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Things I cannot do June 12, 2009

Posted by Natasha in Life, Rants, The Daily Grind.
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There are many things I can do. Things that I even do well. Teach, take photos, cook.

However, I cannot seem to be able to concentrate on deadlines, even when they are looming close. Like tomorrow.

Part of the reason for this, and I am talking about the reports I have to write, in case it wasn’t obvious, is that I really have a problem with the way that we have to write them.

I was having a discussion today with an older teacher, and she was recalling when she used to write reports, they were one page, with tick boxes, and a whole list of skills that a student of that age would be expected to have achieved. There were little tick boxes, never, sometimes, usually, always.

Simple, plain english statements. Parents understood them, kids understood them, and most importantly from my point of view, they made sense. The fact that they wouldn’t take nearly as long as the essays I have to write, is a bonus.

In Victoria, it would appear that we have the best education system in the world. Not a single student ever fails!

This may seem incredible, and of course it is. The reality is, that as teachers, we have lost all power to actually tell a student or their parents that they have failed. Now of course if we’re talking Prep students who have only been in the schooling system for 6 months, of course this is perfectly reasonable.

The problem with this is when we’re talking about middle and senior years students, some of whom are willingly deciding which classes they attend, which teachers they choose to listen to, and which work they choose to do. The choices some of these kids make are none, none and none. The very worst thing we are allowed to say about these students is that they are performing 12 months behind their peers, and they have yet to achieve the expected level. In fact, I would probably be censored for phrasing it so bluntly, and much of the detail would be hidden in some averaged out, standardised ‘dots’.

When it comes to the comments, the style of which was phased in during 2006 in an effort to make teachers write plain English statements that parents could understand, things get even more obscure. The sheer verbosity of what we are required to say, borders on the ridiculous.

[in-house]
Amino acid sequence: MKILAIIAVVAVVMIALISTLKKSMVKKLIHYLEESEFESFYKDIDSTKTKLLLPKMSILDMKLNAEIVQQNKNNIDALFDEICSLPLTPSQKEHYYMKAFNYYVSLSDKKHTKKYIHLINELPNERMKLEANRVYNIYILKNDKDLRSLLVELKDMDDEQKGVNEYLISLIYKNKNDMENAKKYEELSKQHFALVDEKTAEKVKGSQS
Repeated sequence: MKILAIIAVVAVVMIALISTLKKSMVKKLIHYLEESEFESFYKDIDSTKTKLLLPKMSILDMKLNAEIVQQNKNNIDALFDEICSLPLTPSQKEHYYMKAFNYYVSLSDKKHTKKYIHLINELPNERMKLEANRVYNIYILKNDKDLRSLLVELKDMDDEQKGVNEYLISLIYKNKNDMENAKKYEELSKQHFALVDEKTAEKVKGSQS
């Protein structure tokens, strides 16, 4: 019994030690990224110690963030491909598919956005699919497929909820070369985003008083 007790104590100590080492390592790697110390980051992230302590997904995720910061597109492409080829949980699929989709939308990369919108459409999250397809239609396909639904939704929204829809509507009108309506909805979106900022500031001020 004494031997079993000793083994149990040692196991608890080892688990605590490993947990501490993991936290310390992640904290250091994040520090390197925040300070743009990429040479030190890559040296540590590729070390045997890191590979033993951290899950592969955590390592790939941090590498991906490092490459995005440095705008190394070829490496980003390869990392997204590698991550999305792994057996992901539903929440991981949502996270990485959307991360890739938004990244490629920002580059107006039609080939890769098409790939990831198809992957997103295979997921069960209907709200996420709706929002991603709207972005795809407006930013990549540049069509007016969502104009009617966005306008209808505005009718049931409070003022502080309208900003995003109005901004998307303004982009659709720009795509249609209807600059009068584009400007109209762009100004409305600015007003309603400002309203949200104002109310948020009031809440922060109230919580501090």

In 2007, I had a student, let’s call him Billy.  Billy was of average intelligence, and had demonstrated on one or two occasions that he could actually do the work required of him if he chose to do so. Unfortunately, this was not a choice that he often made. More often than not, he would rock up to class late, with his straggler chronie of the day, and disrupt whatever lesson I had started. He would then open the door (or climb through the window), burst into class, screaming, run around the room, yelling, knocking student’s books off their tables, before sitting down at his seat. There goes ten minutes trying to regain some semblance of order. He would choose this point for a repeat performance, sometimes managing to get another student or two involved. Some variation of this, happened nearly every lesson.

I’m sure it is fairly obvious what his actual achievement was.

His report comment was required to read something like this:

It is difficult to accurately determine Billy’s true level of achievement in Literacy as he has completed very little class work or homework. In testing, he has demonstrated average levels of understanding, and has displayed a limited degree of creativity in his journal writing. Billy discusses with other students the ideas and issues raised in spoken texts that deal with common challenging themes.

In Numeracy, Billy has not yet achieved a satisfactory understanding of the Whole Number, Measurement and Data Analysis areas of study. He has faced problems demonstrating understanding of basic number concepts, including multiplication. He also struggled to apply this knowledge to a real-world context. In class, he has demonstrated a basic understanding of multiplication and basic operations with numbers, and has shown that when he is focussed he can attain good results.

In our Integrated unit related to sustainability, Billy has made progress in his research and analytical skills, through participation in activities related to the *Unit Title* investigation, which examined the extinction of an Australian species. He was able to demonstrate his understanding through a limited range of activities including poster making, model construction and multimedia presentations. Billy is increasing his proficiency and confidence operating unfamiliar scientific equipment.

Now a teacher can probably read between the lines and get a fair idea that young Billy isn’t the best of students. His parents however, in an area of generational poverty, low literacy levels, and low community engagement in education, surely don’t have any understanding of what a day in the classroom with their son is like.

Billy was promoted to the next year level, and the next, and is now one of the most difficult students in the school.

The only thing failing in the Victorian education system, is the system.

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